Elon Musk, Twitter: The 3rd phase of the War on Truth

MIDDLE ISRAEL: The war over the free world's soul, in which Twitter is a central arena, cannot be led by Big Business.

Elon Musk's twitter account is seen on a smartphone in front of the Twitter logo in this photo illustration taken, April 15, 2022. (photo credit: REUTERS/DADO RUVIC/ILLUSTRATION/FILE PHOTO)
Elon Musk's twitter account is seen on a smartphone in front of the Twitter logo in this photo illustration taken, April 15, 2022.

It was an offer they couldn’t refuse. Staring at $44 billion, Twitter’s board abandoned its refusal to sell the world’s most influential social network to the world’s most wealthy man. 

The original refusal was a noble, if quixotic attempt to say no to an industrial legend that bigger corporations are in no position to outplay. Having been listed on the New York Stock Exchange for nearly a decade, Twitter is now set to be wholly owned by Elon Musk

Considering that Twitter is a major arena, and weapon, in the War on Truth, this is a bad development, even regardless of Musk’s controversial record. 

The 50-year-old Musk has been blessed with entrepreneurial magic. 

Having earned his first fortune at 28, when Compaq paid $307 million for city-guide software he designed with his brother, Musk became a billionaire at 31, when an online banking company he formed (X.com) and an online payments company with which it merged (PayPal), were bought by e-commerce giant eBay for $1.5 billion.

 Elon Musk talks at the Automotive World News Congress at the Renaissance Center in Detroit, Michigan, January 13, 2015. (credit: REUTERS/REBECCA COOK) Elon Musk talks at the Automotive World News Congress at the Renaissance Center in Detroit, Michigan, January 13, 2015. (credit: REUTERS/REBECCA COOK)

Musk then proceeded to evoke the image of an enterprising idealist for whom bettering the world is an overarching goal, and soaring through the heavens is a practical aim.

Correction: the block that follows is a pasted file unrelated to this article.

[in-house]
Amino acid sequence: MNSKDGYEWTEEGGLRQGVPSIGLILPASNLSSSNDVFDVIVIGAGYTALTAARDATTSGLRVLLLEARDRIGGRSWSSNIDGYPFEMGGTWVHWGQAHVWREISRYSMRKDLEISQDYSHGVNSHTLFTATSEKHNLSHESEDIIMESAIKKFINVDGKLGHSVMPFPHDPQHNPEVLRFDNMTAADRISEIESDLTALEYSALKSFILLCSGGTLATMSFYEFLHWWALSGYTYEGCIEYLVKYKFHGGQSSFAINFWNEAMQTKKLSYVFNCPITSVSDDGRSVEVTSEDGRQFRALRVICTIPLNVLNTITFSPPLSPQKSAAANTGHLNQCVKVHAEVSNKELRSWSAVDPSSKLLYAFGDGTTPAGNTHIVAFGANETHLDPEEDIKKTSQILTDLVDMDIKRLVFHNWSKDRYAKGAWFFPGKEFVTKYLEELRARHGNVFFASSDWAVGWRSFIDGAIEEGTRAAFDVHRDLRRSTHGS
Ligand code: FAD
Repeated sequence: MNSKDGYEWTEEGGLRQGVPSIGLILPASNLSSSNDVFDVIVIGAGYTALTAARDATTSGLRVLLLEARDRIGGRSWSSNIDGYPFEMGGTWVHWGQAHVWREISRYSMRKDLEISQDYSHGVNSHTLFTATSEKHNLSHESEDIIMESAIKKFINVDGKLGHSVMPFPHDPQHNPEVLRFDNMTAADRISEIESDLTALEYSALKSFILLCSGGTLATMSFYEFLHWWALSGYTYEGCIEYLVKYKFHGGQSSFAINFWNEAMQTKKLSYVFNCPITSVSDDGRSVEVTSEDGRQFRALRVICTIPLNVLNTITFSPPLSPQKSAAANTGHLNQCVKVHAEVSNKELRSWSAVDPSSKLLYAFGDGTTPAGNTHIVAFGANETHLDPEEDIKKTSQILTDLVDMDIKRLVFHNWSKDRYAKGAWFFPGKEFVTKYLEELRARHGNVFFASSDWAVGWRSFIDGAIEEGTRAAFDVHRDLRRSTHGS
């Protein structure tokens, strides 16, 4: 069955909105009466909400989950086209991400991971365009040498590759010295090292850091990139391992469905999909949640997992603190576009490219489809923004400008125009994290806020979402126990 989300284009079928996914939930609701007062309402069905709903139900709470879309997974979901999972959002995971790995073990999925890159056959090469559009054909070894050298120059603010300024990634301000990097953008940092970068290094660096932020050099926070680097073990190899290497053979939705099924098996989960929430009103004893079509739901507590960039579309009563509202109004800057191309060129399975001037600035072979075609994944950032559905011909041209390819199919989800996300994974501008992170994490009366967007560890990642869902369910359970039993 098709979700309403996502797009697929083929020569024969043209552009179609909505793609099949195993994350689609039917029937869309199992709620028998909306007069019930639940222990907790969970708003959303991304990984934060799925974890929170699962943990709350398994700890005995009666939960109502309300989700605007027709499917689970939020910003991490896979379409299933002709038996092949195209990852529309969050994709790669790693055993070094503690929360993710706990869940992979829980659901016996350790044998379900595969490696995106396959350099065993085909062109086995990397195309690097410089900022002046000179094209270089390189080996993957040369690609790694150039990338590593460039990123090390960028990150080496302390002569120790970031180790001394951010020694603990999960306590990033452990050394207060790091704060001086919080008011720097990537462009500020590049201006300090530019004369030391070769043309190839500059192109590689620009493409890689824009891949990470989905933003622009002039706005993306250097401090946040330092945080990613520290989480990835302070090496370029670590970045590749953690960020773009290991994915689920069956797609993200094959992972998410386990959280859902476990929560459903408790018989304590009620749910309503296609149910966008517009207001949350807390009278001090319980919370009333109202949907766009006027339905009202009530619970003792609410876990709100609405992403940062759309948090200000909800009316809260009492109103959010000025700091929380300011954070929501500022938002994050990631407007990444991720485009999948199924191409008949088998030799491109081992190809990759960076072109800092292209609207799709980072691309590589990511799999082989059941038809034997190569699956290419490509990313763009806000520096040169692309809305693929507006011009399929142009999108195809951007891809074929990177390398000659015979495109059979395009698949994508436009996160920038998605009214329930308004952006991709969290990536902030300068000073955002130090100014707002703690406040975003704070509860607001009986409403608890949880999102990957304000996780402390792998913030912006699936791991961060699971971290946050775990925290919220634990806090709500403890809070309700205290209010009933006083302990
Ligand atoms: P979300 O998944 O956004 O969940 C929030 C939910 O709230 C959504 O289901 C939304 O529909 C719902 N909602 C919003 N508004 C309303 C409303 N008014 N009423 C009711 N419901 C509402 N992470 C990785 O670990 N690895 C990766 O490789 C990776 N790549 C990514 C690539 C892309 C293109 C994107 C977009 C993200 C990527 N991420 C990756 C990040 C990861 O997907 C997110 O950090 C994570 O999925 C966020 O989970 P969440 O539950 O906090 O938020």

Musk thus became an electric-car pioneer through Tesla, an environmental crusader through Solar City, and a cosmic pathbreaker through SpaceX, which equips and serves voyages to outer space like the one Israeli astronaut Eytan Stibbe completed this week. Musk’s journey to his prickly status as the world’s richest man, with an estimated net worth of $150 billion, has thus been both impressive and inspiring. 

This doesn’t mean that his purchase of Twitter is the good news he wants us to think it is. 

TWITTER IS unique among social media, and as such also plays a central role in what this column has been calling the War on Truth. 

Twitter’s uniqueness is not in its numbers. Sixteen other social networks have more users with the largest, Facebook, counting as of January 2.9 billion, as opposed to Twitter’s 436 million. The revenue gap is even wider, with Facebook owner Meta garnering $117 billion last year, as opposed to Twitter’s $5 billion. 

What’s unique about Twitter is not the numbers, but the words, and not the what, but the who; the chieftains of politics and statecraft whose tweets have come to replace what once was done through chains of spokespersons, correspondents, editors, printers and distribution systems. 

Now everyone, from small-town mayors to leaders of superpowers address the community, city, country and the entire world directly and instantaneously by tipping a smartphone’s keyboard. With the exception of North Korea, world leaders use Twitter regardless of location, color or creed.